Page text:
Longevity briefs provides a short summary of a novel research, medicine, or technology that caught the attention of our researchers in Oxford, due to its potential to improve our health, wellbeing, and longevity.
Why is this research important: In adults, adipose tissue, otherwise known as fat, consists largely of white fat. White fat is adept at storing calories and, if possessed in abundance, can be one of the main drivers of obesity, type 2 diabetes and high blood pressure.
However, adipose tissue also contains another type of fat. Brown, or beige, fat. Unlike white fat, brown fat is packed full of mitochondria. These mitochondria are structures within the brown fat cells which burn calorie, creating heat. This process has been shown to reduce the risk of obesity and its related conditions. However, studies have shown that the older we get the less brown fat we have.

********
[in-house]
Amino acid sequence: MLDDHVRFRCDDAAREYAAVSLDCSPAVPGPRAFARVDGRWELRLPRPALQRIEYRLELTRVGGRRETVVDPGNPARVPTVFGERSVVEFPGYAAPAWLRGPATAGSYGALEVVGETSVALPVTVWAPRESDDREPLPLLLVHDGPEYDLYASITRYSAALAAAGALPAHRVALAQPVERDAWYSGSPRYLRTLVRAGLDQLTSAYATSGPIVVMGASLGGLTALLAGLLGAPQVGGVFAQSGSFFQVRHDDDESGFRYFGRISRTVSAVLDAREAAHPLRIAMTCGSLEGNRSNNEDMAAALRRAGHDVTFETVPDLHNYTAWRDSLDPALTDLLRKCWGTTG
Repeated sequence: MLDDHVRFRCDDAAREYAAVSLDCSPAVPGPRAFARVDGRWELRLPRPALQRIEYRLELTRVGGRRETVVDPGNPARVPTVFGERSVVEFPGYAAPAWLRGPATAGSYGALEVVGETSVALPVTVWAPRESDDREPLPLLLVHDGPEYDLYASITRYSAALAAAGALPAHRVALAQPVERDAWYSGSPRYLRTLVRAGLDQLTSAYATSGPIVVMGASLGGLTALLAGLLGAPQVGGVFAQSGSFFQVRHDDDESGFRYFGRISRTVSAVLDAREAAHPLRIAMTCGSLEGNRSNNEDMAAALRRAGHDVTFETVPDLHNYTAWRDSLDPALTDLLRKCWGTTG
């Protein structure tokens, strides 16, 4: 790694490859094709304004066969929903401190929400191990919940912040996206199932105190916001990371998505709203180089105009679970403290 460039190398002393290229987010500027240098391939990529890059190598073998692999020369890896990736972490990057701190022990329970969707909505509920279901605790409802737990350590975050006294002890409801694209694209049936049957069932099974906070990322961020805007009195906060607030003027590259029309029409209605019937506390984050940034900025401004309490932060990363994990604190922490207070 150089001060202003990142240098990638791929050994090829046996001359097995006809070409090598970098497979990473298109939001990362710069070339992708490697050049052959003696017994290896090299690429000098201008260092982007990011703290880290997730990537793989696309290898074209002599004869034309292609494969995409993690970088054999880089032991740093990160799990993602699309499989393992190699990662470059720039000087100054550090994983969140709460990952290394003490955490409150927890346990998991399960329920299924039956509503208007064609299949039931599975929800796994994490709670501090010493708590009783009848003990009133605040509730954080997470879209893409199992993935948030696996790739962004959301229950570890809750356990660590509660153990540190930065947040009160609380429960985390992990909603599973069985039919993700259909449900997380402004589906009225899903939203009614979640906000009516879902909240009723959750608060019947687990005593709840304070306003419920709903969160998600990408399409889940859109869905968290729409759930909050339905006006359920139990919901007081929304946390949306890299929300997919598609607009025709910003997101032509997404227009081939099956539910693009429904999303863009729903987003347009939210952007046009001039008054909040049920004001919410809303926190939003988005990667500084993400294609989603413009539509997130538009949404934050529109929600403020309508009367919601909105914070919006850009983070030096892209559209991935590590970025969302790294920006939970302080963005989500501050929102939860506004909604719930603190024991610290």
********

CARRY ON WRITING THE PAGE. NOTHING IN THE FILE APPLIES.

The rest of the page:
What did the researchers do: This review, published in the Geroscience journal, discusses the research surrounding the use of brown fat as a weapon to fight against the obesity epidemic. It also provides details of the relationship of brown fat and aging and its ability to promote healthspan and lifespan.
Key takeaway(s) from this research: As humans age brown fat tissue diminishes. The authors put this down to several factors, including: the downregulation of FOXA3 and UCP1 gene expression, the aging of brown fat native immune cells, and via age-related mitochondrial dysfunction. The review highlights that with its ability to act as a metabolic sink, soaking up vast amounts of circulating glucose and lipids, brown fat stimulation as a therapeutic avenue has enormous potential for improving human longevity.
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